51.885°N 178.1458°W, Summit Elevation 5925 ft (1806 m)
Current Level of Concern Color Code: GREEN
Over the past several weeks, seismic activity beneath young volcanic vents on Tanaga Island has decreased significantly from levels seen in early October. Satellite views of the island have shown no anomalous temperatures or evidence of ash emission. Based on the decay of earthquake counts and frequency of tremor episodes, the likelihood of an eruption has diminished. Therefore, AVO is downgrading the Level of Concern Color Code to GREEN. This will be the last mention of Tanaga in our weekly update unless activity at the volcano changes.
Tanaga Island lies in the Andreanof Islands approximately 100 km (62 miles) west of the community of Adak and 2025 km (1260 miles) SW of Anchorage. The northern half of the island is home to the Tanaga volcanic complex, comprising three main volcanic edifices. Historically active Tanaga volcano is the tallest of these (1,806 m or 5,925 ft) and lies in the center of the complex. Immediately west of Tanaga volcano lies Sajaka, a 1,354 m (4,443 ft)-high compound edifice with an older cone to the east that collapsed into the sea within the last few thousand years, and a new cone that has grown in the breach. The new cone is 1,312 m (4,305 ft) high and consists of steeply dipping, interbedded cinders and thin, spatter-fed lava flows. To the east of Tanaga lies Takawangha, which is separated from the other active volcanic vents by a ridge of older rock. Takawangha's 1,449 m (4,754 ft)-high summit is mostly ice-covered, except for four young craters that have erupted ash and lava flows in the last few thousand years. Parts of Takawangha's edifice are hydrothermally altered and may be unstable, and could produce localized debris avalanches. No historical eruptions are known from Sajaka or Takawangha; however, field work shows that recent eruptions have occurred and it is possible that historic eruptions attributed only to Tanaga may instead have come from these other vents.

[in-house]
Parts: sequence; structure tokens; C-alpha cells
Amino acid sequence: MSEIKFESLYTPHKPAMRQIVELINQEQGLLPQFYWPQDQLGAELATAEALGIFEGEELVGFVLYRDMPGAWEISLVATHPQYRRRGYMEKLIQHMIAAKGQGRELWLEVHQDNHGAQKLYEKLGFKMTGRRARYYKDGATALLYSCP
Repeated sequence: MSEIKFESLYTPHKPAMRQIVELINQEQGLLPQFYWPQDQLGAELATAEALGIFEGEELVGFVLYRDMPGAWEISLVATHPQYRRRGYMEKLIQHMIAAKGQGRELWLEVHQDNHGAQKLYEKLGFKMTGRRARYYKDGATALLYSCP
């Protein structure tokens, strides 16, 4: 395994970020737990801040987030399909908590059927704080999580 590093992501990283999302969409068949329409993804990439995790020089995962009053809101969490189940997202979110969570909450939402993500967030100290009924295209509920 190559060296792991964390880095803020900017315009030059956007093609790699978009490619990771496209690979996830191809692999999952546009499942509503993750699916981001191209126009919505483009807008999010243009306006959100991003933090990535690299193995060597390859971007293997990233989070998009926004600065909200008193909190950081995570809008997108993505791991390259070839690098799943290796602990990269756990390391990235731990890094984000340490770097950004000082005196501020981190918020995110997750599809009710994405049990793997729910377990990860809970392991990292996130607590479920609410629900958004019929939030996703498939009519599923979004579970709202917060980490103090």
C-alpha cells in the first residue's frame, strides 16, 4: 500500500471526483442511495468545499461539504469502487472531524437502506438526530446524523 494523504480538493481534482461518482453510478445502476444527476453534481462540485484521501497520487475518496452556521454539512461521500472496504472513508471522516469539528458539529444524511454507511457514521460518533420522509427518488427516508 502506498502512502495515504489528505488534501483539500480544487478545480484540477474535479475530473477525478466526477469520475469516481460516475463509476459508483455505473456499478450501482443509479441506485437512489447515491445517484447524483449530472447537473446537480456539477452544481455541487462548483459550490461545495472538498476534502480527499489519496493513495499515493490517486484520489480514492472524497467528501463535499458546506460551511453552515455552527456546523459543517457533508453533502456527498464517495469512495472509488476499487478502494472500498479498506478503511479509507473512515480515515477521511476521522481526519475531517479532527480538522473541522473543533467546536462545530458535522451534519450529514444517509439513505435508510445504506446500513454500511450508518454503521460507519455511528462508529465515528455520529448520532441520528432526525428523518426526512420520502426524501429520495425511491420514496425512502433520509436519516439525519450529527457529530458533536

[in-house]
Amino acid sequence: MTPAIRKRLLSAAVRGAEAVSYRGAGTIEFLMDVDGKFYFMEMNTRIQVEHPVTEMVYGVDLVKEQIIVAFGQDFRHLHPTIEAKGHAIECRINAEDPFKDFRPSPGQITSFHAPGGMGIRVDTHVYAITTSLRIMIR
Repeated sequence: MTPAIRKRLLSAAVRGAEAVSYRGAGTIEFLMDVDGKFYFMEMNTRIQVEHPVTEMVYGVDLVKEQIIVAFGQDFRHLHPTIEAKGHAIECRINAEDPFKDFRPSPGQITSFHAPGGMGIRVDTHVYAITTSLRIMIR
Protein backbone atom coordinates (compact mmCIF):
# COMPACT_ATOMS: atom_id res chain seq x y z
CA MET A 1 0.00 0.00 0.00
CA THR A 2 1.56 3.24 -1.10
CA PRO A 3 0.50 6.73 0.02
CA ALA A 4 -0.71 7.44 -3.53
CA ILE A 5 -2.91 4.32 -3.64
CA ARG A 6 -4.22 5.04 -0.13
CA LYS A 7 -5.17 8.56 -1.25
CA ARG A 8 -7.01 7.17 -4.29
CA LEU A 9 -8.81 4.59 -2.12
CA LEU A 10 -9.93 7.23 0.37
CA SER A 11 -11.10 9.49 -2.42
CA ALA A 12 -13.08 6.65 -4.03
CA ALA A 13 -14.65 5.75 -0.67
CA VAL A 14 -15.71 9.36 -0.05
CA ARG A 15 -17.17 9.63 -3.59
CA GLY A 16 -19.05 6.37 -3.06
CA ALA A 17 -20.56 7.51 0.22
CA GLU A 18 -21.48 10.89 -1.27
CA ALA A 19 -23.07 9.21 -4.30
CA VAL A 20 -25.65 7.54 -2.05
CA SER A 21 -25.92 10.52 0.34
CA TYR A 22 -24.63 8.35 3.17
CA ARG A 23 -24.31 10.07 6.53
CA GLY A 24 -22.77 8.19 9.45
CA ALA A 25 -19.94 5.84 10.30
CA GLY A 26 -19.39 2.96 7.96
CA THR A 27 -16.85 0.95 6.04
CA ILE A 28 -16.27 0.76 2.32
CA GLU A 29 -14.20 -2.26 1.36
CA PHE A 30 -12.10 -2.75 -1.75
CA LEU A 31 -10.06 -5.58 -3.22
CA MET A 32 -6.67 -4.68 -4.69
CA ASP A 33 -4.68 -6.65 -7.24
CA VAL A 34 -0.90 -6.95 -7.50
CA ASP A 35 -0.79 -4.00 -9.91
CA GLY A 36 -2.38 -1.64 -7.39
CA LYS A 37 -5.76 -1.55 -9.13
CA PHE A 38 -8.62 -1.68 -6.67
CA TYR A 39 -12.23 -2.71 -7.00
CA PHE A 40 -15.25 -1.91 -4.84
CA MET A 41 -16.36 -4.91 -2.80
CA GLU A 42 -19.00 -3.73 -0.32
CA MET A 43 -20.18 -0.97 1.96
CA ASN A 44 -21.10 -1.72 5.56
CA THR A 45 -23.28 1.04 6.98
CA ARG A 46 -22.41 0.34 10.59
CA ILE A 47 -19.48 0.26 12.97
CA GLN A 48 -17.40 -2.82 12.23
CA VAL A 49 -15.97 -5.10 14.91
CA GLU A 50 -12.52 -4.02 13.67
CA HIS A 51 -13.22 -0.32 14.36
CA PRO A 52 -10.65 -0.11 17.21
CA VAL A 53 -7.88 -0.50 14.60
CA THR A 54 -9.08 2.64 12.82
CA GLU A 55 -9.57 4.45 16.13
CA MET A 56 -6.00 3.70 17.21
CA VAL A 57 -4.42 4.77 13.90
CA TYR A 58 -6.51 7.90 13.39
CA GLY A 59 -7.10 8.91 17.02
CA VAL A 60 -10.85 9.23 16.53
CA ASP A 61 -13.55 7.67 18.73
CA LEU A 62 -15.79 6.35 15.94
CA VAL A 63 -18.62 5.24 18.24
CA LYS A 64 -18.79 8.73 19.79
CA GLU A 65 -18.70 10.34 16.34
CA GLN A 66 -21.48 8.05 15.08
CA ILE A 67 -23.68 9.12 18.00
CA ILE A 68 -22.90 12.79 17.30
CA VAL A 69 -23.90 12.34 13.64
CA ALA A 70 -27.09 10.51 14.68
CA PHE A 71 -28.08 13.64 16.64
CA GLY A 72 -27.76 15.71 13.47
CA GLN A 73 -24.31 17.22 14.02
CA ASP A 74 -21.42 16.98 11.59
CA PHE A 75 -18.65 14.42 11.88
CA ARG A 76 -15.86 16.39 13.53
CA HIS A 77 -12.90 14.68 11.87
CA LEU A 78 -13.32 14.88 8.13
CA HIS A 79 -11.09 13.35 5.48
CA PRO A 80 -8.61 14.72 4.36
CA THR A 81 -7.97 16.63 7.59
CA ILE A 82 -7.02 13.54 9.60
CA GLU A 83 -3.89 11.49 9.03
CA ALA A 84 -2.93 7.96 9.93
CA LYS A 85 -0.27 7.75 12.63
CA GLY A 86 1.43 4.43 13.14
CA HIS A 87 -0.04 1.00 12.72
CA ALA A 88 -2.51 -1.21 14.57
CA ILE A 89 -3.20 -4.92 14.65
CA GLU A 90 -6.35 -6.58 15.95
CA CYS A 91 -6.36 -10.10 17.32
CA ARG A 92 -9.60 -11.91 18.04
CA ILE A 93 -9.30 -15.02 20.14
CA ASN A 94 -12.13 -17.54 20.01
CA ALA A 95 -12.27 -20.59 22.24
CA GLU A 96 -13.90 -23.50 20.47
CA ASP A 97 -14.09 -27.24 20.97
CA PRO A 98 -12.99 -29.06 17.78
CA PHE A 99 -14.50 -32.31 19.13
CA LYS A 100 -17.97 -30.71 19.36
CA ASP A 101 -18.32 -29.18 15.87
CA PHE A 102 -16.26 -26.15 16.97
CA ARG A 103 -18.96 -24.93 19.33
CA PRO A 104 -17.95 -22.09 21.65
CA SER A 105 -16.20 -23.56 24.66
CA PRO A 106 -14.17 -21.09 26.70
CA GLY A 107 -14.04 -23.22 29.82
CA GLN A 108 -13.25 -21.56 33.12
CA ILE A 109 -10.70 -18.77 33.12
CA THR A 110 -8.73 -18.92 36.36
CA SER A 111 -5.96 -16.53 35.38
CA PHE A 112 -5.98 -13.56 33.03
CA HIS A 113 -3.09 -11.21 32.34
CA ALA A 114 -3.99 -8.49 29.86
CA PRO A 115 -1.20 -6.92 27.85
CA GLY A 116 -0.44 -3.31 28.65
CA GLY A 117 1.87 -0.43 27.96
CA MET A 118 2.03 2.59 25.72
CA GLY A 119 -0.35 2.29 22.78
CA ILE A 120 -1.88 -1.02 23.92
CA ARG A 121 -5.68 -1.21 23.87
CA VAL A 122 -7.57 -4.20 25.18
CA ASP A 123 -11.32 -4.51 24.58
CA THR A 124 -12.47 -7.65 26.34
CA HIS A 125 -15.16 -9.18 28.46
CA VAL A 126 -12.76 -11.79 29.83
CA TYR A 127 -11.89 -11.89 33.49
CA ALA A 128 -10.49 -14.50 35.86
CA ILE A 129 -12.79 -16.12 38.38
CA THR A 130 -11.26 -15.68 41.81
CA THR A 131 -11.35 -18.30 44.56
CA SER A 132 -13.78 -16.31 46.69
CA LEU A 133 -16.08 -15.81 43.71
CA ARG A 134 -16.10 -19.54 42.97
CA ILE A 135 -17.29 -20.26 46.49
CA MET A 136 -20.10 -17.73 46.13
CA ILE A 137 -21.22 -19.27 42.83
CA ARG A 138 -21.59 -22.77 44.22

OTHER ALASKA VOLCANOES
Seismic activity is monitored in real time at 28 volcanoes in Alaska. Satellite images of all Alaskan volcanoes are analyzed daily for evidence of ash plumes and elevated surface temperatures. Some volcanoes may currently display anomalous behavior but are not considered to be at a dangerous level of unrest. Wrangell, Redoubt, Iliamna, Augustine, Snowy, Griggs, Katmai, Novarupta, Trident, Mageik, Martin, Peulik, Aniakchak, Pavlof, Dutton, Isanotski, Shishaldin, Fisher, Westdahl, Akutan, Makushin, Okmok, Great Sitkin, Kanaga, Tanaga, and Gareloi volcanoes are in color code GREEN. All are at or near normal levels of background seismicity. AVO did not detect ash plumes or significant elevated surface temperatures in the vicinity of any volcano.
ABBREVIATED COLOR CODE KEY
(contact AVO for complete description):
GREEN volcano is dormant; normal seismicity and fumarolic activity occurring
YELLOW volcano is restless; eruption may occur
ORANGE volcano is in eruption or eruption may occur at any time
RED significant eruption is occurring or explosive eruption expected at any time
VOLCANO INFORMATION ON THE INTERNET: http://www.avo.alaska.edu
RECORDING ON THE STATUS OF ALASKA'S VOLCANOES (907) 786-7478
Tom Murray, Scientist-in-Charge, USGS
firstname.lastname@example.org (907) 786-7497
John Eichelberger, Coordinating Scientist, UAF-GI
email@example.com (907) 474-5530
The Alaska Volcano Observatory is a cooperative program of the U.S. Geological Survey, the University of Alaska Fairbanks Geophysical Institute, and the Alaska Division of Geological and Geophysical Surveys.